Why This Miami Tutor Loves Getting Schooled By Classic Movies

Jan 11, 2018

With so many on-demand options available to film lovers (Netflix and Amazon Prime, to name a few), why do so many people still go to movie theaters?

Alexander Sorondo might have part of the answer.

A few days before Hurricane Irma was due to hit Florida, 26-year-old Sorondo hosted a screening of the 1990 TV version of Stephen King’s horror classic “It” at a South Miami café. He recollects being surprised by the audience reaction.

“They were laughing a little harder than I think they genuinely would,” says Sorondo. “They were having a more dramatic reaction to the movie – a more communal reaction than they normally would.  And I think it’s because of the stress of what they were going through, preparing for the hurricane.”

Sorondo, a tutor in the English department of Miami Dade College, says it taught him a thing or two about what the experience of movie-going does for people. But in his case, the experience of movie-watching ignited a literary effort.

In the summer of 2016, Sorondo was feeling restless (and a bit remorseful) after a night of heavy drinking and excessive spending. He bought Steven Jay Schneider’s book, “1,001 Movies You Must See Before You Die,” and embarked on a mission to watch every movie on the list and write about them.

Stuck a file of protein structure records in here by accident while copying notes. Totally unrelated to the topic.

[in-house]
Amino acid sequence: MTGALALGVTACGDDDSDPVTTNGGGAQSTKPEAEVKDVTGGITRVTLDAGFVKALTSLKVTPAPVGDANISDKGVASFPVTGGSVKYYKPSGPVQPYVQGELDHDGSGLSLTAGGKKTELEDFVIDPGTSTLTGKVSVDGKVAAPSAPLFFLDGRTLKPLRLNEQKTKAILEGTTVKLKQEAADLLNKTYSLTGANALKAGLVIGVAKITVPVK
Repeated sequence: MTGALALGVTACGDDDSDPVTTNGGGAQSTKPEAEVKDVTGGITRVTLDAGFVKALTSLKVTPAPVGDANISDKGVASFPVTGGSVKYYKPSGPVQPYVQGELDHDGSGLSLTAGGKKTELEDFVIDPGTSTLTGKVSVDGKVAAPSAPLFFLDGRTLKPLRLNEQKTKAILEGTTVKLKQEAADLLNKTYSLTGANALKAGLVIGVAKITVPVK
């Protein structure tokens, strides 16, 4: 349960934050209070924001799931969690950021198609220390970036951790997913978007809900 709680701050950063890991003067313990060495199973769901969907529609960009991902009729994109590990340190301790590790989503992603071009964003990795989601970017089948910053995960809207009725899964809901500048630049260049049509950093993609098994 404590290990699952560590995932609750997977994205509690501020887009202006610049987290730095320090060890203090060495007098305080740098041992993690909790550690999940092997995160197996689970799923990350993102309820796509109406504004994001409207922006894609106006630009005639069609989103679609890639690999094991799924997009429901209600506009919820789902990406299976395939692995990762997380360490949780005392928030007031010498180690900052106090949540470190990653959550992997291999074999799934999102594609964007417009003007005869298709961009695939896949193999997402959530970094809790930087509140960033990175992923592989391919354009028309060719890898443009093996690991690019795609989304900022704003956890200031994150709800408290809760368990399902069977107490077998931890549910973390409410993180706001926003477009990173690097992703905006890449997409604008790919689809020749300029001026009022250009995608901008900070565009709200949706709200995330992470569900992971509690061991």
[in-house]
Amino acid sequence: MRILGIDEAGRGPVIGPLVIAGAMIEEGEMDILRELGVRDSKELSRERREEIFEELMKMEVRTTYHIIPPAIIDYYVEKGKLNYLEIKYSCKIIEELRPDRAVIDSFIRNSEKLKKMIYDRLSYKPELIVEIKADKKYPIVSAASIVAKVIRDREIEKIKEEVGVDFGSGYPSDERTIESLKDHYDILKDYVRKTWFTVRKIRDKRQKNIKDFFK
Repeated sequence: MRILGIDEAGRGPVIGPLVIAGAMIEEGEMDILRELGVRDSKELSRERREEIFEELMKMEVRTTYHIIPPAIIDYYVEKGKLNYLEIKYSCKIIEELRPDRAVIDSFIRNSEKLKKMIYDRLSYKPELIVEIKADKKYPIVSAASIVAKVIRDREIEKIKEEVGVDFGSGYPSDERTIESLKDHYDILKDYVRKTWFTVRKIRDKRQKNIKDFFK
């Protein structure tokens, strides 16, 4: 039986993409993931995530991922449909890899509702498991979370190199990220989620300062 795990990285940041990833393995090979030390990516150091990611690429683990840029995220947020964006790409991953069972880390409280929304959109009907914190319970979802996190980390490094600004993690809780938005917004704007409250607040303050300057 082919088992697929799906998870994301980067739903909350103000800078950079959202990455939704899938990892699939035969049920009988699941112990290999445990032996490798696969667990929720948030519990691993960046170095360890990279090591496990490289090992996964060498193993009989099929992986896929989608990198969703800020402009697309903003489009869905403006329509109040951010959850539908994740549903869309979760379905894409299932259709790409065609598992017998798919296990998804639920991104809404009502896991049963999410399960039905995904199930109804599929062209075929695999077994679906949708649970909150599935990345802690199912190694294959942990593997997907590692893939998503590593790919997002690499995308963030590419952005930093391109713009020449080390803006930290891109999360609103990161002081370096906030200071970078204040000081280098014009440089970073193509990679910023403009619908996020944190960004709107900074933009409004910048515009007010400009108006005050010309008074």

Alexander Sorondo is the creator of The Thousand Movie Project.
Credit A. Sorondo

The essays on Sorondo’s website The Thousand Movie Project, are not exactly film reviews. Sorondo prefers to call them “response pieces.”

“The goal of the project is to work as sort of a shoehorn into history,” says Sorondo. “There’s an effort to understand the era in which the movie was made, the culture in which the movie was made. And also, I use them as a springboard to talk about personal stuff.”

Last year, Sorondo launched free monthly screenings of the films at Tea & Poets, a cafe in The Shops at Sunset Place. He says he finds it interesting to watch how audiences respond to the films on Schneider’s list.

For example, the Marx Brothers’ 1935 classic “A Night at the Opera” got a great reaction; 1931’s “Little Caesar,” a gangster film starring Edward G. Robinson  . . . not so much.

“Did NOT strike the chord I was hoping for!” exclaims Sorondo with a laugh. “People were not really thrilled with that one.”